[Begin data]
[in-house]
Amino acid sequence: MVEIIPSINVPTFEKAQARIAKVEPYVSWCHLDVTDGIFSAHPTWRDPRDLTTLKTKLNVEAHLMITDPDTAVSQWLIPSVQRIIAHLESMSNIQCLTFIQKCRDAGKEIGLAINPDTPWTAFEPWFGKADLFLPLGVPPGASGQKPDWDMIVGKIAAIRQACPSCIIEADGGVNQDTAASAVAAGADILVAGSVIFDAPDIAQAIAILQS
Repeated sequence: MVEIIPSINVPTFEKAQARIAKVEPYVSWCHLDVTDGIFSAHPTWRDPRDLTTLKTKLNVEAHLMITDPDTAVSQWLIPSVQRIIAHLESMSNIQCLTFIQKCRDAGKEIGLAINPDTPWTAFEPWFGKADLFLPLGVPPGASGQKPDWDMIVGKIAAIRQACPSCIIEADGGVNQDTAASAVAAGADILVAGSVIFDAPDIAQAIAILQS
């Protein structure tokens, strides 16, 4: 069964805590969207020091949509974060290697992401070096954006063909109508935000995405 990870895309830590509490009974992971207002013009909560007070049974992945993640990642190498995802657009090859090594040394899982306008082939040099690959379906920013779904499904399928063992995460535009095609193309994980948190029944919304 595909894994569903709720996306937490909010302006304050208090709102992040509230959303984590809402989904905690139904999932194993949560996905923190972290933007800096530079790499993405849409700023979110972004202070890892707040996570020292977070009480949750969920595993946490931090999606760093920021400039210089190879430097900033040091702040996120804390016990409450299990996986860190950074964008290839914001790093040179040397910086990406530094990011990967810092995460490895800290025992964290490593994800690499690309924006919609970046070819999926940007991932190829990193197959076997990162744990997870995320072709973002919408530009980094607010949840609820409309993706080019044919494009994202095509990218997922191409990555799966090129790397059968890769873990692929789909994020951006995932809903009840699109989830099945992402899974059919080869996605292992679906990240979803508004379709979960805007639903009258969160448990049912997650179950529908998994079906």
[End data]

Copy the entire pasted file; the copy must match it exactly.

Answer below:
[in-house]
Amino acid sequence: MVEIIPSINVPTFEKAQARIAKVEPYVSWCHLDVTDGIFSAHPTWRDPRDLTTLKTKLNVEAHLMITDPDTAVSQWLIPSVQRIIAHLESMSNIQCLTFIQKCRDAGKEIGLAINPDTPWTAFEPWFGKADLFLPLGVPPGASGQKPDWDMIVGKIAAIRQACPSCIIEADGGVNQDTAASAVAAGADILVAGSVIFDAPDIAQAIAILQS
Repeated sequence: MVEIIPSINVPTFEKAQARIAKVEPYVSWCHLDVTDGIFSAHPTWRDPRDLTTLKTKLNVEAHLMITDPDTAVSQWLIPSVQRIIAHLESMSNIQCLTFIQKCRDAGKEIGLAINPDTPWTAFEPWFGKADLFLPLGVPPGASGQKPDWDMIVGKIAAIRQACPSCIIEADGGVNQDTAASAVAAGADILVAGSVIFDAPDIAQAIAILQS
């Protein structure tokens, strides 16, 4: 069964805590969207020091949509974060290697992401070096954006063909109508935000995405 990870895309830590509490009974992971207002013009909560007070049974992945993640990642190498995802657009090859090594040394899982306008082939040099690959379906920013779904499904399928063992995460535009095609193309994980948190029944919304 595909894994569903709720996306937490909010302006304050208090709102992040509230959303984590809402989904905690139904999932194993949560996905923190972290933007800096530079790499993405849409700023979110972004202070890892707040996570020292977070009480949750969920595993946490931090999606760093920021400039210089190879430097900033040091702040996120804390016990409450299990996986860190950074964008290839914001790093040179040397910086990406530094990011990967810092995460490895800290025992964290490593994800690499690309924006919609970046070819999926940007991932190829990193197959076997990162744990997870995320072709973002919408530009980094607010949840609820409309993706080019044919494009994202095509990218997922191409990555799966090129790397059968890769873990692929789909994020951006995932809903009840699109989830099945992402899974059919080869996605292992679906990240979803508004379709979960805007639903009258969160448990049912997650179950529908998994079906």